Sarah Ingham is author of The Military Covenant: its impact on civil-military relations in Britain.
“Atomkraft? Nein Danke!” Nuclear Power? No Thanks!
The slogan of the German anti-nuclear movement since the 1970s has finally been heeded. By the end of next year, the country’s last remaining nuclear power stations will be shut down, a process that has been underway for the past decade.
The rejection of nuclear by Europe’s mightiest industrial economy will have been welcomed by many on this side of the North Sea. Among those keen to say their own nein danke to nuclear are Greenpeace, the SNP and the Green Party. The Liberal Democrats, unsurprisingly, witter on about wind, but their website – like their 2019 manifesto – ducks the nuclear issue.
With Atomkraft abolished, what will be powering Germany in the future? Energy is needed to make all those high-performance cars. And with Porsche, Audi, BMW and Mercedes all recently developing electric models, what will be fuelling them along the autobahns? It turns out that, for the time being at least, it’s partly coal. The black stuff, along with other fossil fuels, are generating much of the country’s electricity.
At 10am Berlin-time on Monday, when the eco-ninnies of Insulate Britain were first bringing parts of the M25 to a halt, just over 69,000 megawatt hours of power was cooking in Germany; roughly 25,000 from coal and 8,000 from nuclear. The Federal Ministry of Economic Affairs and Industry points out that the country is currently transforming its energy system to make it climate friendly and sustainable, but that will take time. Meanwhile, ‘energy from conventional sources is helping us “keep the lights on”’.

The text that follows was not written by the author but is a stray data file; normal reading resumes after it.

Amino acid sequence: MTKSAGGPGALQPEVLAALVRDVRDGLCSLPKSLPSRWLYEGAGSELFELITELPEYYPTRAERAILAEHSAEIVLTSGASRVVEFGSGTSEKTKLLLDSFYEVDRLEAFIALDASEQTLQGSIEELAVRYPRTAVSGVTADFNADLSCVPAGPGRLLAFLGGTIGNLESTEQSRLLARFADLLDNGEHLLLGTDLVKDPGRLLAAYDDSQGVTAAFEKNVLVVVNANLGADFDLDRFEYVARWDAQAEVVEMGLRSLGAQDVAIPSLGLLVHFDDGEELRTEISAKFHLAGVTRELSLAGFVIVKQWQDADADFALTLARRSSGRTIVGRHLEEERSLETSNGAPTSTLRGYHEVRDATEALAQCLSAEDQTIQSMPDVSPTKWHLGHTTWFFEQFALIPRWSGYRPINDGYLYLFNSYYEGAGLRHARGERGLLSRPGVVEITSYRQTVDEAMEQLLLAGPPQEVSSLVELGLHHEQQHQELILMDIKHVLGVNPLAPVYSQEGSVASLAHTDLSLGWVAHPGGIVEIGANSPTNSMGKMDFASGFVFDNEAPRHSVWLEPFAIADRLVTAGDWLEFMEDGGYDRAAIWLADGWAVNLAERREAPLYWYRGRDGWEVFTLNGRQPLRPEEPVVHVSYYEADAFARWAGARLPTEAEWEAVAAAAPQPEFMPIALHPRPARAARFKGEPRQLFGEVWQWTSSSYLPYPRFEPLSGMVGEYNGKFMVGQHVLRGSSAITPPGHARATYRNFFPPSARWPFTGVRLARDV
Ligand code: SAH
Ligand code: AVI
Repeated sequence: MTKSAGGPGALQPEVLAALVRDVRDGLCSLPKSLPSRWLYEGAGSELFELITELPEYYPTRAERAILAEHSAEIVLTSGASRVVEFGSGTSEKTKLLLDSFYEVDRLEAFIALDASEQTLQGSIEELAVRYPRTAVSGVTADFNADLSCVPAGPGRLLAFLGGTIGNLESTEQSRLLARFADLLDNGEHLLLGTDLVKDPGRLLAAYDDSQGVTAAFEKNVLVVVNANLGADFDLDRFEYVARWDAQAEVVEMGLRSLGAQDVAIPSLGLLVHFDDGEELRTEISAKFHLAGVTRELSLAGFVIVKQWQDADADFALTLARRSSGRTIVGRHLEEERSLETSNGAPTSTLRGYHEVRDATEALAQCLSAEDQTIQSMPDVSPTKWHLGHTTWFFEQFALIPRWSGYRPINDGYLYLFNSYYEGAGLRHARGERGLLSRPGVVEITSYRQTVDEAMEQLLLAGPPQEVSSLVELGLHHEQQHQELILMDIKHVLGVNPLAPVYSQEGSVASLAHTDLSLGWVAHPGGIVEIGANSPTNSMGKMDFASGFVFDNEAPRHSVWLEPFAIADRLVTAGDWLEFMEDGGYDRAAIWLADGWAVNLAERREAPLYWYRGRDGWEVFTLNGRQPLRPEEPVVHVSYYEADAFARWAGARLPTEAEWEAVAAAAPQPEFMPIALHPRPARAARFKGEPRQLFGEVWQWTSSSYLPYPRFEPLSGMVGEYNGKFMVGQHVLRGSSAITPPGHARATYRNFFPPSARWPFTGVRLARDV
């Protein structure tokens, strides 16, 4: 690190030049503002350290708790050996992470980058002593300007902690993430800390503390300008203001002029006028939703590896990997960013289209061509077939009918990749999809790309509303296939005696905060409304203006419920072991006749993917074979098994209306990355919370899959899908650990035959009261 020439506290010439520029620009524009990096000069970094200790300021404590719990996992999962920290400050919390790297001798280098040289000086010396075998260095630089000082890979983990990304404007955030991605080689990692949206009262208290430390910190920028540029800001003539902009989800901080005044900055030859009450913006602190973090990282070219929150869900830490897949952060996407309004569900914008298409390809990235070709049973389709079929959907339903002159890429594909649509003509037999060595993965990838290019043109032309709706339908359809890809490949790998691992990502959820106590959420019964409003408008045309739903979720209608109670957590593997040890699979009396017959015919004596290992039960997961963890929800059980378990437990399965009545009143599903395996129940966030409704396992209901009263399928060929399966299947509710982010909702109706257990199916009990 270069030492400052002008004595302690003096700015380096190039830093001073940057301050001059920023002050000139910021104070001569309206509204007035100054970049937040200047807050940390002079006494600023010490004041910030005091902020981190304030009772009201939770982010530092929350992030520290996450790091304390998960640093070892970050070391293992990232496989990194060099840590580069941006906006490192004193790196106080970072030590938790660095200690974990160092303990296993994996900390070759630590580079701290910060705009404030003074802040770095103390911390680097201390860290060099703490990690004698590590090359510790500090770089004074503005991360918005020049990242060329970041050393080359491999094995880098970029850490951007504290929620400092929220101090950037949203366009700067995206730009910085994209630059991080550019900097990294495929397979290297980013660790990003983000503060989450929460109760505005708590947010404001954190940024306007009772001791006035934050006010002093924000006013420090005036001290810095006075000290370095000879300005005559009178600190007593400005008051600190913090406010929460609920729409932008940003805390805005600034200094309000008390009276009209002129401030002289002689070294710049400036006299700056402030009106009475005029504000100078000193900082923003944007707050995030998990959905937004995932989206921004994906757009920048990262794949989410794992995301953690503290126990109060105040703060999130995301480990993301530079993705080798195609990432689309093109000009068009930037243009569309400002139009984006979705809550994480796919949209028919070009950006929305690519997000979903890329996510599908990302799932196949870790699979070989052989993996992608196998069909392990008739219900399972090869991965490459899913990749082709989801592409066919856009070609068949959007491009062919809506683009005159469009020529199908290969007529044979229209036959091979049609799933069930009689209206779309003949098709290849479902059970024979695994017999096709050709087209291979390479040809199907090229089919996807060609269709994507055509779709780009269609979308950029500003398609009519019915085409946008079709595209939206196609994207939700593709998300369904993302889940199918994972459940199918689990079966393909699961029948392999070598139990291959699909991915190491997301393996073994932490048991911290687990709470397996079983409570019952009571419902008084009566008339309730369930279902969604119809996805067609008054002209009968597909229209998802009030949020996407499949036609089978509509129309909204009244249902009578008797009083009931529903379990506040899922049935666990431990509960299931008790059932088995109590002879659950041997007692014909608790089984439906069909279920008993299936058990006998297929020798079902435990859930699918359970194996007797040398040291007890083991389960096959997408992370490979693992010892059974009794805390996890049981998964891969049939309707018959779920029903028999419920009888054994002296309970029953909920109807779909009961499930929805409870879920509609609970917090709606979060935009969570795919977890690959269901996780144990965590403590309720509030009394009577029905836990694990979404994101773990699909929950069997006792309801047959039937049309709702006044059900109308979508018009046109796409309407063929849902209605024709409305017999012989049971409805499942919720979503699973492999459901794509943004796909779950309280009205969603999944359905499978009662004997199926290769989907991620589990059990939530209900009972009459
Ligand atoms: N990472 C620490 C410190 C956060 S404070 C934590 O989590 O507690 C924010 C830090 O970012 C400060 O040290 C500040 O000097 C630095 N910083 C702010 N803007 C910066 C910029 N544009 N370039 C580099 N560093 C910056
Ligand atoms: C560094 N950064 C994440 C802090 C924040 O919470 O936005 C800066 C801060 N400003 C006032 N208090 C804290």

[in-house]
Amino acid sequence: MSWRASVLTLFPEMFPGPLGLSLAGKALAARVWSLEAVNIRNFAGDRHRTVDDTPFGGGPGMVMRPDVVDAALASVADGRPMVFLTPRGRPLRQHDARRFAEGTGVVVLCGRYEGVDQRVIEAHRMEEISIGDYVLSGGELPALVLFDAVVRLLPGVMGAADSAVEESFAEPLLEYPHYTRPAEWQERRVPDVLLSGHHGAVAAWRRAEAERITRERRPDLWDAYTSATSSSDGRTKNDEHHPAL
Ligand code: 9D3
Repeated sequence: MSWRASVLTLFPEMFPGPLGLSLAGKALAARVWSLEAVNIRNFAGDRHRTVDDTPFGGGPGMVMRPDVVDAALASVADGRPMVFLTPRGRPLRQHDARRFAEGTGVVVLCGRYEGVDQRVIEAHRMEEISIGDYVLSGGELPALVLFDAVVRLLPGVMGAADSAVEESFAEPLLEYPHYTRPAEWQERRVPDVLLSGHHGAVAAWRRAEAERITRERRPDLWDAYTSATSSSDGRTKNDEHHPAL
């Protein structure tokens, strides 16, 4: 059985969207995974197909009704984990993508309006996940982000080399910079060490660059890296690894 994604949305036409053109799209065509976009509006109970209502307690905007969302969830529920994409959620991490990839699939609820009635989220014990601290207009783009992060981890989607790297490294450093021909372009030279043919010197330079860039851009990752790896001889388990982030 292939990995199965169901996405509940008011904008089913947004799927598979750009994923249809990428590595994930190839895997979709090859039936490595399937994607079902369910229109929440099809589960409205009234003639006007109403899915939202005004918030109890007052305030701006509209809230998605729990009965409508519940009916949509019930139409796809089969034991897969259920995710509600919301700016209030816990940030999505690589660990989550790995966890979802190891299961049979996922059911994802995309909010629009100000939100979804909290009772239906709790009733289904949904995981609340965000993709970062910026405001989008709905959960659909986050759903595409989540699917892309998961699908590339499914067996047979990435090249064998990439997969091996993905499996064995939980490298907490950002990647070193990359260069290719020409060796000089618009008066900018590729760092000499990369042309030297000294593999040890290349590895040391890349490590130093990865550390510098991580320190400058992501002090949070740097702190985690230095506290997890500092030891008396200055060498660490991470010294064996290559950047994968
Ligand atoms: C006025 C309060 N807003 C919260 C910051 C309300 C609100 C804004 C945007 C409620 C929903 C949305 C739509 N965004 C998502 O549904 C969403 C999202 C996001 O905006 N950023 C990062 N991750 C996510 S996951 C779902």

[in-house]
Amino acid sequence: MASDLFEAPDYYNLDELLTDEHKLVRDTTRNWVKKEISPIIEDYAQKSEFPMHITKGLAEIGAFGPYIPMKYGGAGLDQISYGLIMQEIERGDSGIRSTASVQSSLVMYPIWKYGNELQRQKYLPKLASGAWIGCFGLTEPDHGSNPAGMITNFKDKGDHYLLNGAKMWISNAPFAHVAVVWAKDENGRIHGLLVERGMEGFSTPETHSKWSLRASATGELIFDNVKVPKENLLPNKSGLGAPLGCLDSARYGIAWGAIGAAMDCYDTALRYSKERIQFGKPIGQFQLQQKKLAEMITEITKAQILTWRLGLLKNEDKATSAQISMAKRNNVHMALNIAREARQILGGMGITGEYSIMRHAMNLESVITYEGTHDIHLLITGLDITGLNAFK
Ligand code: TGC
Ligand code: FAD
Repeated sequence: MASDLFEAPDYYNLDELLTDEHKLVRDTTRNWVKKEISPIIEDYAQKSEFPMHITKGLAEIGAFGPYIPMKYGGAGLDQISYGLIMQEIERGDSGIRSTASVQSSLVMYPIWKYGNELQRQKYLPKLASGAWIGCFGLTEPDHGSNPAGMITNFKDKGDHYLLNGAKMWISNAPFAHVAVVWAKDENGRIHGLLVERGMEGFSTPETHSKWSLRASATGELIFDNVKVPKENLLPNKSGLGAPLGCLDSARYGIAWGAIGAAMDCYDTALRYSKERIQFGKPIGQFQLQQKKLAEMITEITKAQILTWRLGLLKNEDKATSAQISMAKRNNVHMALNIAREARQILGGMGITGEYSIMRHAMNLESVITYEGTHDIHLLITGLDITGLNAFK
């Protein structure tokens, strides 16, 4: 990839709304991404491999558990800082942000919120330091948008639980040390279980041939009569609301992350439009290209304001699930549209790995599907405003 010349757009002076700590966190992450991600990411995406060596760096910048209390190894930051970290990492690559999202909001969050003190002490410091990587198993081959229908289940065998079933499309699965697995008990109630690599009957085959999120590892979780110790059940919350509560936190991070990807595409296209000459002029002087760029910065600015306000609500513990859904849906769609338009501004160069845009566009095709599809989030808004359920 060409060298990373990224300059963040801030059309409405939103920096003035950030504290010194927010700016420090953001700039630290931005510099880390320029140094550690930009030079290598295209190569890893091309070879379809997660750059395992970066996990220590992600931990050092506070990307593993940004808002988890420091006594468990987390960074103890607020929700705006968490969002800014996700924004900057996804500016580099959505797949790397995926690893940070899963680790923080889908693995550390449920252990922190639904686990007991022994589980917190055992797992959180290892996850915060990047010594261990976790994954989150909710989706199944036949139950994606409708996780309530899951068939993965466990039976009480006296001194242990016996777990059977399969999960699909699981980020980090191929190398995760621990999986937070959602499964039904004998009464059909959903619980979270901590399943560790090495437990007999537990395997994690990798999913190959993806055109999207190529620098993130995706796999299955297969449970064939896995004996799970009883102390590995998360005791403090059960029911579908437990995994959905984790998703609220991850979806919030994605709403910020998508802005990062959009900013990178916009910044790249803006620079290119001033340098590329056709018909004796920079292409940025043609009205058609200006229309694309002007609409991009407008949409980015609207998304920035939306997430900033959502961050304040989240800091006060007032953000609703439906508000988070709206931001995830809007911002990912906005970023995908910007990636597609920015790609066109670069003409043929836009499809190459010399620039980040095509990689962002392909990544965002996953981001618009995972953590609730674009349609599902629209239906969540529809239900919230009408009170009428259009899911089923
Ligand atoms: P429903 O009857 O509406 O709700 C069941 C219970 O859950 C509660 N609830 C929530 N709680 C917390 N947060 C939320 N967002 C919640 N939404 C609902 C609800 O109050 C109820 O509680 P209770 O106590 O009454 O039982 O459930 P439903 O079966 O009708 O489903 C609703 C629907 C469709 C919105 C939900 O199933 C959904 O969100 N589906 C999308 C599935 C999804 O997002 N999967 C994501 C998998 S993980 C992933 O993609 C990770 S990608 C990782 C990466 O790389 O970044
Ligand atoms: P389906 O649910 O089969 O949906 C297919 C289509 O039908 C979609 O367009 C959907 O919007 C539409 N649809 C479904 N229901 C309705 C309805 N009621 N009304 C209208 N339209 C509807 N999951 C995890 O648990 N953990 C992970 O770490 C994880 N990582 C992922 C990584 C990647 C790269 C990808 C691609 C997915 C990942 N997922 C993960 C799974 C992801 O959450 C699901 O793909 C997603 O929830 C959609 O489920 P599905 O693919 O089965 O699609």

A day after the first M25 protest, the initial findings of a Bath University global study on young people and climate change was published. It revealed high levels of anxiety about the issue among the 10,000 respondents aged 16-25, with nearly 60 per cent reporting they felt worried or extremely worried, to the extent that four in ten were hesitant about having children. Even the most hardened climate change sceptic – “it’s called weather” – will surely be concerned about the levels of psychological distress among the world’s youth which have led to more than half of those questioned (56 per cent) believing humanity is doomed. Elles/Ils sont Greta.
As the Government coats itself in greenwash ahead of COP26, it probably wants to play down last week’s return of Old King Coal to Britain’s energy generation. A, er, perfect storm of heatwave and no wind jeopardised the UK’s power supplies. The National Grid turned to the West Burton A coal-fired station to make up the shortfall. The plant is due to close in 12 months. In June, the government announced that from October 2024, coal will no longer be used to generate electricity, with the pre-reshuffle Energy and Climate Change Minister, Anne-Marie Trevelyan, stating that coal with be consigned to the history books and ‘the UK’s net zero future will be powered by renewables.’